Following a tumultuous week in which Donald Trump’s poll numbers tanked and reports of staff unrest dogged his campaign, the GOP nominee is trying to change the conversation by focusing on his economic vision. On Friday, ahead of a big economic policy speech Trump is expected to deliver next week, the Trump campaign released a list of his economic advisers. The roster of 13 men—all are men and five are named Steven or Stephen—includes a handful of billionaires and financial moguls, several of them longtime Trump friends. Also on Trump’s economic brain trust is an economist, David Malpass, who downplayed concerns about the economy shortly before his firm collapsed and the economy cratered.
Malpass is a former economic adviser to Ronald Reagan whom the Trump campaign touts as having “extensive private sector experience.” That experience includes serving for 15 years as the chief economist for Bear Stearns—the Wall Street firm that was deeply enmeshed in the subprime mortgage market—in the lead-up to the investment bank’s spectacular March 2008 collapse.
The fall of Bear Sterns lit the fuse on the economic crisis. And perhaps more so than its competitors, the 85-year-old investment bank came to exemplify the excesses and short-sighted economics that led to the financial meltdown. If Trump is counting on Malpass for economic advice, he had better hope it’s an improvement on the wisdom the economist dispensed as the financial system hurtled toward a cliff. Nine months before his company fell apart, Malpass wrote a column for the Wall Street Journal titled “Don’t Panic About Credit Markets.” He derided the “hyperventilation over the coming U.S. economic slowdown” and wrote:
The slowdown talk weighing on equities also reflects the Wall Street view that debt, mortgage and takeover businesses have replaced General Motors as the economy’s bellwether. According to the bears: As goes the credit market, so goes the economy. Fortunately, Main Street is not that fickle. Housing and debt markets are not that big a part of the U.S. economy, or of job creation. It’s more likely the economy is sturdy and will grow solidly in coming months, and perhaps years.
So, that was wrong.
Malpass did fine, though. He currently sits on the board of New Mountain Capital, a multi-billion-dollar private investment firm, and runs his own market research firm.
Malpass is not the only person on Trump’s list of economic advisers who played a controversial role during the economic crisis.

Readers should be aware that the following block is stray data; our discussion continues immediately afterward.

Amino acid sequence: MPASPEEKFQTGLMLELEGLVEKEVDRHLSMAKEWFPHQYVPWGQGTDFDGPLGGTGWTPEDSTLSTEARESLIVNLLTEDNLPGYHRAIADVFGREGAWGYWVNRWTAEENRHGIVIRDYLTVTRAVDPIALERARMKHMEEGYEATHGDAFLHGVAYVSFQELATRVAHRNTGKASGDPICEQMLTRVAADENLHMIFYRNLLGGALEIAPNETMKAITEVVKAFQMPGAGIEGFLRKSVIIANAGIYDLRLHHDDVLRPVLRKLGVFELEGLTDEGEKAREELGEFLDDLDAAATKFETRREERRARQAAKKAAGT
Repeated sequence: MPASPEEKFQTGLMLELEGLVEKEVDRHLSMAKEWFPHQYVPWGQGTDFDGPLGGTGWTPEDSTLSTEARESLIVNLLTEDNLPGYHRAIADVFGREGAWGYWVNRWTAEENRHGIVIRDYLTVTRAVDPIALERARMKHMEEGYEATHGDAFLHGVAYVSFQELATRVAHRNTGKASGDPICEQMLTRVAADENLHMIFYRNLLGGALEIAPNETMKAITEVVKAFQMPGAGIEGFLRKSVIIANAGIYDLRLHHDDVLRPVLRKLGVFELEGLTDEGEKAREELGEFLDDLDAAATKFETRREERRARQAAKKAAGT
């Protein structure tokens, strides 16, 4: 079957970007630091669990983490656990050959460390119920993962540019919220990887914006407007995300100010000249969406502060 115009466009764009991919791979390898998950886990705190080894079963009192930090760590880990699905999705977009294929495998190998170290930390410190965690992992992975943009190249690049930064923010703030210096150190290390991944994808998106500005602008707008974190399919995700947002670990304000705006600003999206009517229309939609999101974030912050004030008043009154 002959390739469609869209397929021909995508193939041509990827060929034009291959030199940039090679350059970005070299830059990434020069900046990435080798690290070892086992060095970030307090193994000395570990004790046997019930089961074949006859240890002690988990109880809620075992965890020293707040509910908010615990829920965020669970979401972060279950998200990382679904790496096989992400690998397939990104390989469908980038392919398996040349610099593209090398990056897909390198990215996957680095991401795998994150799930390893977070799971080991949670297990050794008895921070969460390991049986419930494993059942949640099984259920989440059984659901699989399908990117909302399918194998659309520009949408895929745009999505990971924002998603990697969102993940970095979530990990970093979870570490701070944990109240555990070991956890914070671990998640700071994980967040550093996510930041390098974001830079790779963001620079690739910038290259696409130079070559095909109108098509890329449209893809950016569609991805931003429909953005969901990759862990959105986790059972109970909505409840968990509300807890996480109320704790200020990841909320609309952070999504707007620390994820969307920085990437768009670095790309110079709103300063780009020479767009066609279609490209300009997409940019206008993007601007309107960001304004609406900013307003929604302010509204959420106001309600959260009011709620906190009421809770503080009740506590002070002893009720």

In July 2008, several months after Bear Sterns fell apart, the federal government was forced to take over Indy Mac, which was overwhelmed by the bad mortgages it had issued. The government was eager to get rid of the bank’s assets, and Steve Mnuchin, who serves as the Trump campaign’s finance co-chairman and is a member of his economic team, swooped in. Mnuchin, a former Goldman Sachs banker and hedge funder, made much of his current fortune by organizing a new bank, called OneWest, to buy IndyMac’s portfolio of mortgages. Part of the deal was that the federal government and taxpayers would cover any losses if more mortgages went bad, and OneWest would make the profits on anything that didn’t. Mnuchin’s bank would become infamous for its hardball tactics and willingness to foreclose on struggling homeowners.
Perhaps the biggest name on Trump’s economic team is John Paulson, a hedge fund manager whose firm foresaw the subprime mortgage meltdown and made billions betting against the big banks that were heavily invested in mortgage-backed securities. In 2010, Paulson’s fund made more than $5 billion, setting a record. Previously, Paulson was a major donor and fundraiser for Mitt Romney and the super-PAC backing his 2012 presidential run.
The defining characteristic of Trump’s team of economic advisers seems to be that they are friends of the GOP nominee, financial backers of his campaign, or both. That includes Tom Barrack, who has been friends with Trump for decades, ever since negotiating the sale of the Plaza Hotel in New York City to Trump. Barrack is well known in financial circles for getting involved with unorthodox deals—in one case, he arranged oil sales between Saudi princes and Haitian dictator Baby Doc Duvalier, giving the autocrat his watch to help smooth the deal.
It’s unclear how extensively Trump will be relying on the counsel of his brain trust. Last year, when asked whom he consults with on foreign policy matters, Trump remarked that his top adviser was himself.